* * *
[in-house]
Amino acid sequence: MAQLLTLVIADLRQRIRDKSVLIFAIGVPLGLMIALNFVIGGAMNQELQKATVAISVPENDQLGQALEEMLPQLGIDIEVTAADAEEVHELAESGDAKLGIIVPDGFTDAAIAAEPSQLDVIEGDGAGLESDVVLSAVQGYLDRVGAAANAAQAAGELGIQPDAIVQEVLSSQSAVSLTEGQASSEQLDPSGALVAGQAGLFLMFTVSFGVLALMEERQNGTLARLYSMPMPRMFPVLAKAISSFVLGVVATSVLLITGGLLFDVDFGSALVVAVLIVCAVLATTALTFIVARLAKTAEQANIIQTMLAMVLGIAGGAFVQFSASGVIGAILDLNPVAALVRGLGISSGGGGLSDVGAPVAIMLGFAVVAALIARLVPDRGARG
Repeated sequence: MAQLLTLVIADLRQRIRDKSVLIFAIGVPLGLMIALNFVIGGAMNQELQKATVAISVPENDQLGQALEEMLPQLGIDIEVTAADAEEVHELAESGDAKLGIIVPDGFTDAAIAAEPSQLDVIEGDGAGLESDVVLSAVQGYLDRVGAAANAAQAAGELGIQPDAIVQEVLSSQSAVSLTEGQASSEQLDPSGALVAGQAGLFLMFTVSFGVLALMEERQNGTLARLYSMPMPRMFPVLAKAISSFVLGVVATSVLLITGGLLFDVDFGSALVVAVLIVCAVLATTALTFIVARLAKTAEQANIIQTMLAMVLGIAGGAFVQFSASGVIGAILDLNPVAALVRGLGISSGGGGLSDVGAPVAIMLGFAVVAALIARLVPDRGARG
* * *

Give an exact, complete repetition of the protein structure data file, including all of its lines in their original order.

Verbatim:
[in-house]
Amino acid sequence: MAQLLTLVIADLRQRIRDKSVLIFAIGVPLGLMIALNFVIGGAMNQELQKATVAISVPENDQLGQALEEMLPQLGIDIEVTAADAEEVHELAESGDAKLGIIVPDGFTDAAIAAEPSQLDVIEGDGAGLESDVVLSAVQGYLDRVGAAANAAQAAGELGIQPDAIVQEVLSSQSAVSLTEGQASSEQLDPSGALVAGQAGLFLMFTVSFGVLALMEERQNGTLARLYSMPMPRMFPVLAKAISSFVLGVVATSVLLITGGLLFDVDFGSALVVAVLIVCAVLATTALTFIVARLAKTAEQANIIQTMLAMVLGIAGGAFVQFSASGVIGAILDLNPVAALVRGLGISSGGGGLSDVGAPVAIMLGFAVVAALIARLVPDRGARG
Repeated sequence: MAQLLTLVIADLRQRIRDKSVLIFAIGVPLGLMIALNFVIGGAMNQELQKATVAISVPENDQLGQALEEMLPQLGIDIEVTAADAEEVHELAESGDAKLGIIVPDGFTDAAIAAEPSQLDVIEGDGAGLESDVVLSAVQGYLDRVGAAANAAQAAGELGIQPDAIVQEVLSSQSAVSLTEGQASSEQLDPSGALVAGQAGLFLMFTVSFGVLALMEERQNGTLARLYSMPMPRMFPVLAKAISSFVLGVVATSVLLITGGLLFDVDFGSALVVAVLIVCAVLATTALTFIVARLAKTAEQANIIQTMLAMVLGIAGGAFVQFSASGVIGAILDLNPVAALVRGLGISSGGGGLSDVGAPVAIMLGFAVVAALIARLVPDRGARG